A Flowering Trees Story

Nobody is ever going to mistake me for a botanist, that’s for damn sure. By which I mean that I don’t know shit, basically, when it comes to plants. Yeah, I can identify a few trees and flowers. And I might exclaim “hey, there’s a fern!” when I see one. Beyond that, however, please don’t press me.

Nonetheless, I enjoy spending time outdoors among flora. Who doesn’t? We all want our minds to be expanded, if not blown, you see, even if we know it only subconsciously. And what better way to allow this to happen than to initiate close contact with Nature’s fibrous wonders, absorbing their good vibes?

With that in mind, on the morning of April 27th I eased my aged ass from the living room sofa, hopped, more or less, into my car, and drove to a pretty neighborhood in a nearby town. Specific sorts of flora — flowering trees — not only were on my mind, they were the reason for my mini-expedition.

I’m not sure why, but I didn’t pay much attention to flowering trees until fairly recent years. A big oversight on my part. Since then, though, I’ve made it a point to check them out in April and May, which is when they do their unfurling thing in my part of the globe (I live in Pennsylvania, USA). Their blossomy performance is, of course, a winner. What’s not to like about shades of, primarily, pink, purple and white? Those hues sure liven up the green-dominated landscape around here this time of year.

What’s more, knowing that the performance doesn’t last forever imbues it with poignancy. Poof! — before you know it the petals are gone. Until a new production is staged the following year.

Well, I wandered through the neighborhood for an hour, gazing at the flowers on magnolia, cherry, dogwood and other trees. They looked good. After 30 minutes, though, I found myself disappointed by the relatively modest numbers of those trees. At least half of the properties I passed that day contained none at all, in fact. Man, how cool would it have been if I’d seen 10 or 20 times as many? Very. The blossom experience then would have overwhelmed and enveloped, like an ecstatic fireworks display.

And so, with intensification as my goal, over the next half hour I got much nearer to the flowers than I had previously during the walk, within inches in most instances and nose-to-nose twice. The strategy worked. From those vantages the blossoms made a hell of an impression, intricately designed and decidedly gorgeous as they were. And they instantly became my friends, wanting only to please. “Hello, Neil,” they whispered, “thanks for visiting. We’re at your service.”

“You’re the best,” I whispered back.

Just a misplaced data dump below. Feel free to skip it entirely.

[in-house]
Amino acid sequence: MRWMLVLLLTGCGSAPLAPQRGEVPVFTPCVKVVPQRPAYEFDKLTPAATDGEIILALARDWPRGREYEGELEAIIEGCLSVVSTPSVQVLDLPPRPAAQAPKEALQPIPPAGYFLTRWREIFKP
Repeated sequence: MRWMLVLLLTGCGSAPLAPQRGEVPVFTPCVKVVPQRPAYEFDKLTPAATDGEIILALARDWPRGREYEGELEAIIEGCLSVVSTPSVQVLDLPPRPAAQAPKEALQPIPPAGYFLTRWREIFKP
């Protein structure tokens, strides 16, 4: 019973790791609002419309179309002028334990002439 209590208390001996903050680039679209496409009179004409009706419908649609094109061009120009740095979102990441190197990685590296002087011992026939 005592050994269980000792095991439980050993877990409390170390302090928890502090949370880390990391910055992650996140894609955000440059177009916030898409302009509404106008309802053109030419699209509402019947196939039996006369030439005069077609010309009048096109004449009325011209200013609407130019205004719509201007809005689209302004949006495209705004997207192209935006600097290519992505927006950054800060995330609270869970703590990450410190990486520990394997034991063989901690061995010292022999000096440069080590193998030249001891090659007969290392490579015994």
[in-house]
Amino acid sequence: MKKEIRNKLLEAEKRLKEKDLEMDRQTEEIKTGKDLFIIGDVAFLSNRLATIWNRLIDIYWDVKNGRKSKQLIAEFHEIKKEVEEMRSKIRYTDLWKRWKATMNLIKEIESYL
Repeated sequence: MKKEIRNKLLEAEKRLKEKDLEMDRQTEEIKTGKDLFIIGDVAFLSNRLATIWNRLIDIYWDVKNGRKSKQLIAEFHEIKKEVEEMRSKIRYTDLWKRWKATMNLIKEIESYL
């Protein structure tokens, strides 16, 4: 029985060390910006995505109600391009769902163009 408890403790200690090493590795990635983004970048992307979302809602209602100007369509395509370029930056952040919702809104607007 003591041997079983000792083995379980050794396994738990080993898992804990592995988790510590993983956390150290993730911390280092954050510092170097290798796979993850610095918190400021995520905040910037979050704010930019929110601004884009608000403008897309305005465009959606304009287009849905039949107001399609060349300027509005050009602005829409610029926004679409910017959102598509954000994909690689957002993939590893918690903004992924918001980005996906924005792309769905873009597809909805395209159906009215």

“But don’t linger, old timer,” they added. “You won’t be a happy sightseer if someone storms out of their house, yelling at you to get the f*ck off their property.”

True! Thus, I kept my up-close-and-personal sessions short. Thank you, blossoms, for having my back.

Sitting at my computer keyboard now, a number of days after the events described above, I’m wondering what came over me halfway through the stroll, as I’d never felt let down before by any aspect of springtime. Maybe the rotten state of affairs in the world — Russia rearing its ugly head; the growth of fascism in many nations, including my own — was wearing on me, putting me in need of big jolts of beauty. In any event, I’m back to my normal self. Grumpy, as usual, but appreciative too.

Let’s close the proceedings with a tune that, title-wise, is a perfect match for this essay. I discovered it a couple of days after my close encounters with flowering trees. Ordinarily I’m not a big fan of bouncy songs. But the more I listen to Cherry Blossom, by pop and country star Kacey Musgraves, the more I like it. Beneath the sugar and gloss it has a strong layer of soul. Likening herself to a cherry blossom, Kacey hopes and prays that her relationship with her new boyfriend, whom she’s mad about, will hold, that the wind won’t blow her away. I’m pulling for her.

142 thoughts on “A Flowering Trees Story

  1. slfinnell May 18, 2022 / 2:56 pm

    Big fans of Kacey and we’re glad we saw her perform once with Katy Perry and again on her own. My fave, Family is Family lol

    Liked by 1 person

    • Yeah, Another Blogger May 18, 2022 / 4:57 pm

      Hi. Thanks for adding your thoughts. I’m pretty sure that Kacey started out as a country music artist. But I guess she has added other musical styles to her repertoire since then.

      Liked by 1 person

  2. Americaoncoffee May 19, 2022 / 4:34 am

    I love your sensitivity Neil. It is so attractive that even nature yields to you. I love big trees and find myself on an intense spiritual realm whenever I am amongst them.

    Liked by 2 people

  3. theburningheart May 19, 2022 / 3:20 pm